Fear Those Who Shout Hosanna – It’s Most Deceptive Sign in Politics


EVERY SIX YEARS, A PRESIDENTIAL candidate gazes out over a vast crowd and convinces themselves the Executive Mansion is there for the taking.

THEY ARE AT EVERY POLITICAL rally shouting ‘Hosanna in the highest’ in scenes reminiscent of the reception Jesus was given when he entered Jerusalem on a donkey.

THEIR LOYALTY SEEMS MURKY. They would don your political T. shirt, show up in their numbers at your really and bamboozled you that they are really for you. But are they?

WELCOME TO 2017. The venue is Liberia. The main cast are the politicians who want to be President of Liberia. However, it’s a two way street. With nearly 85% of the population unemployed, it signals their desperation.

MANY HAVE REALIZED THAT they have been failed by those who elected them. Laws are not passed in their interest but the one who pays the piper. Justice is for the highest bidder.

NOW IT IS ALL A GAME of the crowd as ALP’s Benoni Urey launches today and UP’s Joseph Boakai wakes up tomorrow.

“I THINK THIS IS THE LARGEST crowd Liberia will ever see. It’s going to be a Tsunami. Even now, the requests for T-Shirts, we can’t cope with them. This city is going to be locked down completely,” Mr. Boakai said in an interview Thursday.”

“THE LIBERIAN PEOPLE will see an organized political party; they will see a mature political party; they will see numbers. We are not going to block the streets and pay people to come to the rally; we’re going to make people intoxicated, running around here with things tied to their heads.”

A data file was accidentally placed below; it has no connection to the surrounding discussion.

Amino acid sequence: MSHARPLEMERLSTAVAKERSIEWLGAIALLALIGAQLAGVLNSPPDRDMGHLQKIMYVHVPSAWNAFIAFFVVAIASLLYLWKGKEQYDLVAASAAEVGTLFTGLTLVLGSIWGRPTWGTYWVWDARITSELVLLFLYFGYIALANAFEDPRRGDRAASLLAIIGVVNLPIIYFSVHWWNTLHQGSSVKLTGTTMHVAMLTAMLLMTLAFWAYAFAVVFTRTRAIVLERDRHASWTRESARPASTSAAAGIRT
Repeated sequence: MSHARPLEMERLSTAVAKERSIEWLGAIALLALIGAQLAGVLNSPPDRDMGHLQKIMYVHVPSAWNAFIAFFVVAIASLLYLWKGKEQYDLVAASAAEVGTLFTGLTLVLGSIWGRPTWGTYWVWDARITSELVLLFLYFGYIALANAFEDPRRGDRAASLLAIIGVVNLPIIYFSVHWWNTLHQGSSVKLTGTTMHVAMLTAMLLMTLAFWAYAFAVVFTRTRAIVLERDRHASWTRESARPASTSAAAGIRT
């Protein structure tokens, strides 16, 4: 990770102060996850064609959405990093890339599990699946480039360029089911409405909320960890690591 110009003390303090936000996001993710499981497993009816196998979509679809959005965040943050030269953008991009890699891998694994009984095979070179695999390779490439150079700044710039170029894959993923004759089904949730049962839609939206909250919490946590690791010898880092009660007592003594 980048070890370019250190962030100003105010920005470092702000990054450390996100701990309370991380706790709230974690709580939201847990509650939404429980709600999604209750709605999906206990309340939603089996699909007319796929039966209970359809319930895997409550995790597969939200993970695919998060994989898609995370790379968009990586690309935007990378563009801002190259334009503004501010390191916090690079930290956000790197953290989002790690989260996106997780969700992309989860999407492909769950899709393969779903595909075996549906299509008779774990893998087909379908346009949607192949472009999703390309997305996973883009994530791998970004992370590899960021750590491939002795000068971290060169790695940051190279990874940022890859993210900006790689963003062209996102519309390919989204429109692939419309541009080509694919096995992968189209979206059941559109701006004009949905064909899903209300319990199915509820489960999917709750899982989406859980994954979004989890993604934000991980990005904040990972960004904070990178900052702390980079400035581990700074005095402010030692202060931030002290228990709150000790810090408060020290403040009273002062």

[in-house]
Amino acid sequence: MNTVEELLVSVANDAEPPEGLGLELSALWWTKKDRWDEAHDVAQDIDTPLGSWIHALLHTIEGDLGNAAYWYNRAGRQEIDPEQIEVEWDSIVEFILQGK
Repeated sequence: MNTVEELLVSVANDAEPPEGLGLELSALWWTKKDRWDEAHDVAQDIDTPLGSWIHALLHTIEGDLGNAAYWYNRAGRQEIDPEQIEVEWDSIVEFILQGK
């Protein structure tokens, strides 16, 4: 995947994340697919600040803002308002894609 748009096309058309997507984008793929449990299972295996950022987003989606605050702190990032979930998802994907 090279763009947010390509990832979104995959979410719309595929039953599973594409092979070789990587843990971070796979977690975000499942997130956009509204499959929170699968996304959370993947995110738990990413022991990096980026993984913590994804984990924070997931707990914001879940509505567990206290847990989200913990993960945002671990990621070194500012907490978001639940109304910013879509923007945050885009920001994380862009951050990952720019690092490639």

BUT IS THAT SO? DURING THE 2011 ELECTIONS, Rev. Kennedy Sandy of the Liberia Transformation Party pulled some of the massive crowds in every nook and cranny of the country. However, it did not translate into votes on elections day. According the NEC, he garnered 13,612 votes or 1.1% of the total valid votes.

COME WHAT MAY HOWEVER, many political observers see a growing perception of crowd politics that is making this year’s election difficult to gauge and predict.  Multiple polls conducted so far suggest that more than forty percent of voters are undecided, making the ongoing competitive game of numbers a somewhat complicate measuring guide to who has the edge.

WHAT MANY AGREE ON HOWEVER, is that these elections are competitive and will more than likely head to a run-off. Politicians on both sides however have found in recent elections that numbers can be deceiving. Candidates that have fallen prey to crowd politics in the past may take cue before relying solely on how much numbers they are able to draw and how much psychological muscle they are able to pull.